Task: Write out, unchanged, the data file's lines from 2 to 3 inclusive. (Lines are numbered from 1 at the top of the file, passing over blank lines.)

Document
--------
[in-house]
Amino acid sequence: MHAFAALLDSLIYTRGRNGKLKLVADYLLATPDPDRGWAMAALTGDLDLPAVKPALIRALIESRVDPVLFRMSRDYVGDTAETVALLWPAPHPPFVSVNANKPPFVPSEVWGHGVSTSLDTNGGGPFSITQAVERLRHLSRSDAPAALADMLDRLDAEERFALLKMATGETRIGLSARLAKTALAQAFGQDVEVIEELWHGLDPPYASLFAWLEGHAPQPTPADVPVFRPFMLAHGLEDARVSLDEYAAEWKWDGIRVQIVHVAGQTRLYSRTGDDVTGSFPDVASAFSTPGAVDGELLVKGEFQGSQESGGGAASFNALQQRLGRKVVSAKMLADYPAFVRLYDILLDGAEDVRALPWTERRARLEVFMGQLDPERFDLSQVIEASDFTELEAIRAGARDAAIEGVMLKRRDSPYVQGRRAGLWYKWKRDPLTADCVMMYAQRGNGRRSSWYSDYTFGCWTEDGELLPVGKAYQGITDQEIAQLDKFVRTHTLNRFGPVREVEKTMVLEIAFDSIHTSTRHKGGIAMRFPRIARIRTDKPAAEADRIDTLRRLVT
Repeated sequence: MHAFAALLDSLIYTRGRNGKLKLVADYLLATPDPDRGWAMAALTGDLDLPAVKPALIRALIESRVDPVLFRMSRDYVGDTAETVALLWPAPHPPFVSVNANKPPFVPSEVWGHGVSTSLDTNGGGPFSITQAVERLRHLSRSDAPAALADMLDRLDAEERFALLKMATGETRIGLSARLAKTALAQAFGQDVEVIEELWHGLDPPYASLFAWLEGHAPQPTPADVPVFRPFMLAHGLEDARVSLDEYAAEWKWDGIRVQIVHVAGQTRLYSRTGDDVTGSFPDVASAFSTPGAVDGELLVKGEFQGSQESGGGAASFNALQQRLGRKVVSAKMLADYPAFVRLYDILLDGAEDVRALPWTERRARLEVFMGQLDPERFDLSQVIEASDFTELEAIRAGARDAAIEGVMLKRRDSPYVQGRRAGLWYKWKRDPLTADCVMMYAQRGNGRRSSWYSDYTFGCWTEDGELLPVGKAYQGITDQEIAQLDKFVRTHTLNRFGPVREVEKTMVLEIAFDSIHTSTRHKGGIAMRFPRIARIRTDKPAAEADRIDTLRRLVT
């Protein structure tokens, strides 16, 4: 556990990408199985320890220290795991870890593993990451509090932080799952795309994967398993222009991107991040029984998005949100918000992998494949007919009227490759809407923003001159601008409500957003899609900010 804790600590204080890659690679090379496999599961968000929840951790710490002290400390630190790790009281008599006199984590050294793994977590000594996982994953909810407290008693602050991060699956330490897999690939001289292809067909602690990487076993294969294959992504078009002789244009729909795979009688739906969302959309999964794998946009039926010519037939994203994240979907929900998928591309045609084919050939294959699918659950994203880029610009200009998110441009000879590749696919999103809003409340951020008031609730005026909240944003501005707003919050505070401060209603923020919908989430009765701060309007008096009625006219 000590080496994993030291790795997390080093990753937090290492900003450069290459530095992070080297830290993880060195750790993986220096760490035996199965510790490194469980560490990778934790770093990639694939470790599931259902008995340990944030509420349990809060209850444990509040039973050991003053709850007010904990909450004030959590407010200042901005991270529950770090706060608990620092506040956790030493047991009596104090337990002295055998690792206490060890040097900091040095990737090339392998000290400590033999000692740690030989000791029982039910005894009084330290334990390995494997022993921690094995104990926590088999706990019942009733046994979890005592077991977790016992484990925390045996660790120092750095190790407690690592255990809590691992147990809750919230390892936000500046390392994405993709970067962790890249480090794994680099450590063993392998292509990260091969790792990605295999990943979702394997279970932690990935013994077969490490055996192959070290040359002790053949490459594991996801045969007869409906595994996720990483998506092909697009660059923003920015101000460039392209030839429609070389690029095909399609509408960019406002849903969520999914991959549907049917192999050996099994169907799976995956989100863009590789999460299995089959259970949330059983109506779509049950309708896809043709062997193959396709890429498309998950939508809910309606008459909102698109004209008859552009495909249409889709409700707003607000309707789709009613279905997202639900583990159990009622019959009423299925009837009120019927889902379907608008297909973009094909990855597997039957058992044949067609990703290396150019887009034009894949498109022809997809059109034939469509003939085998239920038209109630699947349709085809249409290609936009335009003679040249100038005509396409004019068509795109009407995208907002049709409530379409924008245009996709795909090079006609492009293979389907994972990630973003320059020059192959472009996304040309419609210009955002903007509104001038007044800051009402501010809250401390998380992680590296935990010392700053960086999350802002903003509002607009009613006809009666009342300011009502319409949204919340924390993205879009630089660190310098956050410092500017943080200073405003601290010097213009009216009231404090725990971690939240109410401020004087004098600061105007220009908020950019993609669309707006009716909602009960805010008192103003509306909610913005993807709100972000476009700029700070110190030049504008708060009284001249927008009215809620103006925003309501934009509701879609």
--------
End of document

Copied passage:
Amino acid sequence: MHAFAALLDSLIYTRGRNGKLKLVADYLLATPDPDRGWAMAALTGDLDLPAVKPALIRALIESRVDPVLFRMSRDYVGDTAETVALLWPAPHPPFVSVNANKPPFVPSEVWGHGVSTSLDTNGGGPFSITQAVERLRHLSRSDAPAALADMLDRLDAEERFALLKMATGETRIGLSARLAKTALAQAFGQDVEVIEELWHGLDPPYASLFAWLEGHAPQPTPADVPVFRPFMLAHGLEDARVSLDEYAAEWKWDGIRVQIVHVAGQTRLYSRTGDDVTGSFPDVASAFSTPGAVDGELLVKGEFQGSQESGGGAASFNALQQRLGRKVVSAKMLADYPAFVRLYDILLDGAEDVRALPWTERRARLEVFMGQLDPERFDLSQVIEASDFTELEAIRAGARDAAIEGVMLKRRDSPYVQGRRAGLWYKWKRDPLTADCVMMYAQRGNGRRSSWYSDYTFGCWTEDGELLPVGKAYQGITDQEIAQLDKFVRTHTLNRFGPVREVEKTMVLEIAFDSIHTSTRHKGGIAMRFPRIARIRTDKPAAEADRIDTLRRLVT
Repeated sequence: MHAFAALLDSLIYTRGRNGKLKLVADYLLATPDPDRGWAMAALTGDLDLPAVKPALIRALIESRVDPVLFRMSRDYVGDTAETVALLWPAPHPPFVSVNANKPPFVPSEVWGHGVSTSLDTNGGGPFSITQAVERLRHLSRSDAPAALADMLDRLDAEERFALLKMATGETRIGLSARLAKTALAQAFGQDVEVIEELWHGLDPPYASLFAWLEGHAPQPTPADVPVFRPFMLAHGLEDARVSLDEYAAEWKWDGIRVQIVHVAGQTRLYSRTGDDVTGSFPDVASAFSTPGAVDGELLVKGEFQGSQESGGGAASFNALQQRLGRKVVSAKMLADYPAFVRLYDILLDGAEDVRALPWTERRARLEVFMGQLDPERFDLSQVIEASDFTELEAIRAGARDAAIEGVMLKRRDSPYVQGRRAGLWYKWKRDPLTADCVMMYAQRGNGRRSSWYSDYTFGCWTEDGELLPVGKAYQGITDQEIAQLDKFVRTHTLNRFGPVREVEKTMVLEIAFDSIHTSTRHKGGIAMRFPRIARIRTDKPAAEADRIDTLRRLVT